On March 10, 2011, Gregg Kimball delivered a Banner Lecture entitled "American City, Southern Place: Richmond on the Eve of War." As a city of the upper South intimately connected to northeastern cities, the southern slave trade, and the Virginia countryside, Richmond embodied many of the contradictions of mid-nineteenth-century America. Gregg Kimball depicts the Richmond community as a series of dynamic, overlapping networks, showing how various groups of residents—immigrants and natives, free people and slaves, those high born and low—understood themselves and their society within this web of experience. Drawing on a wealth of archival material and private letters, Dr. Kimball elicits new perspectives on the nature of antebellum society and the coming of the Civil War. Gregg Kimball is director of education and outreach at the Library of Virginia and the author of American City, Southern Place: A Cultural History of Antebellum Richmond. This lecture is cosponsored with the Richmond National Battlefield Park.
(Introduction by Paul A. Levengood)# vimeo.com/69803688 Uploaded 41 Plays 1 Like 0 Comments
On March 24, 2011, Douglas R. Egerton delivered a Banner Lecture entitled Year of Meteors: Stephen Douglas, Abraham Lincoln, and the Election that Brought on the Civil War. In Year of Meteors, Douglas R. Egerton recreates the tumultuous presidential election year of 1860, which upset every conventional expectation and split the American political system beyond repair. At the beginning of the year, Senator Stephen A. Douglas, leader of the Democrats, the only party with a large following in both North and South, seemed poised to win. By fall the Democratic Party had disintegrated, enabling the upstart Republicans to put an untried but canny dark horse candidate in the White House. Year of Meteors tells the story of Abraham Lincoln's rise to power and the series of events that led to secession and ultimately civil war. Dr. Egerton teaches history at Le Moyne College in Syracuse, N.Y.(Introduction by Nelson D. Lankford)# vimeo.com/69803687 Uploaded 148 Plays 2 Likes 0 Comments
On January 26, 2012, Maurie D. McInnis delivered a lecture entitled “Abolitionist Art and the American Slave Trade.” In 1853 Eyre Crowe, a young British artist, visited a slave auction in Richmond and captured the scene in sketches that he later developed into a series of illustrations and paintings, including the culminating work, "Slaves Waiting for Sale, Richmond, Virginia." In her new book, "Slaves Waiting for Sale: Abolitionist Art and the American Slave Trade," Maurie D. McInnis uses Crowe's paintings to explore the trade in Richmond, Charleston, and New Orleans. Through that exploration, which her illustrated lecture will present, she describes the evolving iconography of abolitionist art and the role of visual culture in the transatlantic world of abolitionism. Professor McInnis teaches in the department of art at the University of Virginia. (Introduction by Cheryl Magazine)# vimeo.com/69803686 Uploaded 347 Plays 2 Likes 0 Comments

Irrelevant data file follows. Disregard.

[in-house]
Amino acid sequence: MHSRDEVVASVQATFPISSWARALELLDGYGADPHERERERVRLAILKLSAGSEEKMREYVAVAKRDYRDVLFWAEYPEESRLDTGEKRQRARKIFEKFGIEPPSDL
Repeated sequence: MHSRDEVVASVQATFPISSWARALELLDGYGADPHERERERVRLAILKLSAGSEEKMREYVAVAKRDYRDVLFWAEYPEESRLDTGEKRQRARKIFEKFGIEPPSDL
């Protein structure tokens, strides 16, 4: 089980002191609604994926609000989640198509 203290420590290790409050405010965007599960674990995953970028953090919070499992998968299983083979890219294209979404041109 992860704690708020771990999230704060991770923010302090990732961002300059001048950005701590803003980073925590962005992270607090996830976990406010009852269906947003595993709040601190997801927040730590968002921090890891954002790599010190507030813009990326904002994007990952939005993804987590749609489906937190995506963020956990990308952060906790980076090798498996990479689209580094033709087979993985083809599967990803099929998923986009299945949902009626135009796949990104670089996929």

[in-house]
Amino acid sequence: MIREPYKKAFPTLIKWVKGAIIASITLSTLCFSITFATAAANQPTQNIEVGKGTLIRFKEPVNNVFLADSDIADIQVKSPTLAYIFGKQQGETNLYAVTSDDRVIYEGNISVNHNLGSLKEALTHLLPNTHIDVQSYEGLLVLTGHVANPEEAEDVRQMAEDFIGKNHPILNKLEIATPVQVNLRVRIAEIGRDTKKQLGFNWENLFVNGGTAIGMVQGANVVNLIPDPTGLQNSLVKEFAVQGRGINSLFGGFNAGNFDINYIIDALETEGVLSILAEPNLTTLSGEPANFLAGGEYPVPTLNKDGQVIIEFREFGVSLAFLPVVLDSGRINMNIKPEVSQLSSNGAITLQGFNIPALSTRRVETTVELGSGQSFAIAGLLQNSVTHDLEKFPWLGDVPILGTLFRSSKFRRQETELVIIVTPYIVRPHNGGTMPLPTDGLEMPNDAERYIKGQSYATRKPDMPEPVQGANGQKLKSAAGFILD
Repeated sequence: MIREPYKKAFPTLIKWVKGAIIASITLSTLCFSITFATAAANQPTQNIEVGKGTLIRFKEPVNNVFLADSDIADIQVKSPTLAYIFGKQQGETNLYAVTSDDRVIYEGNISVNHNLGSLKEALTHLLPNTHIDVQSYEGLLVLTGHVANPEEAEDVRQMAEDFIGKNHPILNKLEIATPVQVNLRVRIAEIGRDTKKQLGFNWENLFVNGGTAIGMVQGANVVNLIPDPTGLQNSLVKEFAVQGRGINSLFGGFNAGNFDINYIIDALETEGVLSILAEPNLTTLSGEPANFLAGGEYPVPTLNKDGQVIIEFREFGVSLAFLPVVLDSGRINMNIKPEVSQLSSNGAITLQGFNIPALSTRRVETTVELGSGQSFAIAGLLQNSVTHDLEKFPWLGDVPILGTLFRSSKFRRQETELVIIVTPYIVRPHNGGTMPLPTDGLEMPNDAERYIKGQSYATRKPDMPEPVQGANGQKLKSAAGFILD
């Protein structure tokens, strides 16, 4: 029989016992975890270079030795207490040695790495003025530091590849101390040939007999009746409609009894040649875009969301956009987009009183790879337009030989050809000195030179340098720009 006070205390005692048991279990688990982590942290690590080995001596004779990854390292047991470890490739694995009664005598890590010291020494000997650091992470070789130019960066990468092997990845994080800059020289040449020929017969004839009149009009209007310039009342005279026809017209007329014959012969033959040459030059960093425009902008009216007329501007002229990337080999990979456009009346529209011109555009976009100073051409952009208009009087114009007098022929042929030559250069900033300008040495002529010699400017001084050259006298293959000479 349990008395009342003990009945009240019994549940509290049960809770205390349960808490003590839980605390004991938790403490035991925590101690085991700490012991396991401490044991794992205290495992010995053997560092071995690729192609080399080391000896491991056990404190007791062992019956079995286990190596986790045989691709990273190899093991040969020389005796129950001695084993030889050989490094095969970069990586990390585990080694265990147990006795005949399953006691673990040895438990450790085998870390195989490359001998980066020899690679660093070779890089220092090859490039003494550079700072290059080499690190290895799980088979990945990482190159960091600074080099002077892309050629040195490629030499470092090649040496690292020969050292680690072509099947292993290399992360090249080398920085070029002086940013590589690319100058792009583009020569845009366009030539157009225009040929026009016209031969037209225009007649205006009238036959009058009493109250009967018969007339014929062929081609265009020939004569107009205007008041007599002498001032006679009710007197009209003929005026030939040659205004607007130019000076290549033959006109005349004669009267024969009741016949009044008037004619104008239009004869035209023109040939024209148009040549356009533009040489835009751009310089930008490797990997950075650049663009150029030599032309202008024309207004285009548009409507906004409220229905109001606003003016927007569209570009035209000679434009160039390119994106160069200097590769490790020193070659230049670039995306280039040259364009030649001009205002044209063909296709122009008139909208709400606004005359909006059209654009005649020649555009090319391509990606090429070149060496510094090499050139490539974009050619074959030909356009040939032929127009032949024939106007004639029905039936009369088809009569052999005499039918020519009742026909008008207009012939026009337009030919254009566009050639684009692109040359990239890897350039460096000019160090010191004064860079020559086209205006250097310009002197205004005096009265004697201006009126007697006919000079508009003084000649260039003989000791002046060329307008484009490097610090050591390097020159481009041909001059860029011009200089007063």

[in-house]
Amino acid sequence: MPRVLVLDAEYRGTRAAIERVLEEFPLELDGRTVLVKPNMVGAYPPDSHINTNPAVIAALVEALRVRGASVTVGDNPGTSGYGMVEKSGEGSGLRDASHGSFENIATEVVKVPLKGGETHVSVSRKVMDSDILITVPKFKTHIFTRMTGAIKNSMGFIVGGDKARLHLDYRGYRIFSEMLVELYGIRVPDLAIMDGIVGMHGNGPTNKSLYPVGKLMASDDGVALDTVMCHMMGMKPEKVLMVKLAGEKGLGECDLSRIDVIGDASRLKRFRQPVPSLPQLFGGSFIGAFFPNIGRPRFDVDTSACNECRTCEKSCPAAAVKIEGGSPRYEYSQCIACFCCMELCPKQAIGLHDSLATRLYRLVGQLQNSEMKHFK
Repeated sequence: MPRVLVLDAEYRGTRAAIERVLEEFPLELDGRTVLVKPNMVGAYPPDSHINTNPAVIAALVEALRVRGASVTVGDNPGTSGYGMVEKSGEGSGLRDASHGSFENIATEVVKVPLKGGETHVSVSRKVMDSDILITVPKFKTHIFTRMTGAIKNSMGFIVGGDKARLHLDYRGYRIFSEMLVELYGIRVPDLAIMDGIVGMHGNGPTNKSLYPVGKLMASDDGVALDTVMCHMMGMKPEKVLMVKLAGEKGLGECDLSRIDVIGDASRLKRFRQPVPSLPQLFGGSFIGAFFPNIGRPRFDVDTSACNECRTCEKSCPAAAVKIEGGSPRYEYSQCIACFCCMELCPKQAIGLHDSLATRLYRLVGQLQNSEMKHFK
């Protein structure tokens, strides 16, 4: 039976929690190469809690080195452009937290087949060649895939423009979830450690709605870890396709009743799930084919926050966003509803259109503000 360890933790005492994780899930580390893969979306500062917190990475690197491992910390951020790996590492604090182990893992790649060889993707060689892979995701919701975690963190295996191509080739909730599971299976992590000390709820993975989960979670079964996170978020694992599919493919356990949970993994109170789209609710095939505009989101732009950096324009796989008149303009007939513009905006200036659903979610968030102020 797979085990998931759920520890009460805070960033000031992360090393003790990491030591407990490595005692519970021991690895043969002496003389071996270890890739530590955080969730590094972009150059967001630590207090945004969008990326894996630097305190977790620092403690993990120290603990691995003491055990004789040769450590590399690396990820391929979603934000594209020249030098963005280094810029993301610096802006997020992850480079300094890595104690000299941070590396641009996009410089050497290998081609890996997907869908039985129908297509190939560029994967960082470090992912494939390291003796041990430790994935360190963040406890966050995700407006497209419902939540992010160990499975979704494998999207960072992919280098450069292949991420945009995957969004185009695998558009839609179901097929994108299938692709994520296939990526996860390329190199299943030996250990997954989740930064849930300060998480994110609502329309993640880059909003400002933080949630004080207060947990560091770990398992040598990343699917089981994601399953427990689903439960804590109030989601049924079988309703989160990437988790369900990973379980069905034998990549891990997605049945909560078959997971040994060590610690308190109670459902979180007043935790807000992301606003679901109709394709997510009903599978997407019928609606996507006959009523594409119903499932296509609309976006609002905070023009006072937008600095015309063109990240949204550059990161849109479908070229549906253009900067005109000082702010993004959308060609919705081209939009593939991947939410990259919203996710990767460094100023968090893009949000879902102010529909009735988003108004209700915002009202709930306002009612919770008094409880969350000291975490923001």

On February 23, 2012, Samuel K. Roberts delivered a lecture entitled “When the Sun Stood Still: Reflections on the Reverend John Jasper in His Bicentennial Year.” Among the larger than life personages in Richmond during the latter years of the nineteenth century is to be counted the pastor of Jackson Ward's Sixth Mount Zion Baptist Church, the Rev. John Jasper. He was born a slave in the second decade of the century, and his mark on Richmond's popular consciousness lasts even to the present. In large measure, this is because of a sermon he first preached in 1878, "The Sun Do Move and the Earth Am Square." Hailed by some and vilified by others, Jasper's sermon seemed to defy modern notions of astronomy. Yet, he was asked to preach it more than 250 times, including before the General Assembly, before his death in 1901. Reflections on this enigmatic character will explore the context in which his audiences heard him, as well as that of our own. Samuel K. Roberts is the Anne Borden and E. Hervey Evans Professor of Theology and Ethics at Union Presbyterian Seminary. This lecture is cosponsored with Sixth Mount Zion Baptist Church. (Introduction by Paul Levengood)# vimeo.com/69803683 Uploaded 487 Plays 0 Likes 0 Comments
On June 14, 2012, Patrick Mooney delivered a Banner Lecture entitled "The U.S. Marines at Belleau Wood, June 1918." In 1917 the German Empire won its war on the Eastern Front by imposing humiliating terms on Russia. It then mounted a giant spring offensive on the Western Front in 1918 to crush the weakened Allied armies. U.S. Marines of the American Expeditionary Force helped blunt the German thrust and turn the tide. The pivotal action took place in June at the battle of Belleau Wood, the bloodiest fighting involving American troops since the Civil War. Patrick Mooney will describe this dramatic chapter in Marine Corps history and America's participation in World War I. Mr. Mooney is visitor services chief at the National Museum of the Marine Corps. (Introduction by Paul Levengood)# vimeo.com/69802436 Uploaded 385 Plays 1 Like 0 Comments
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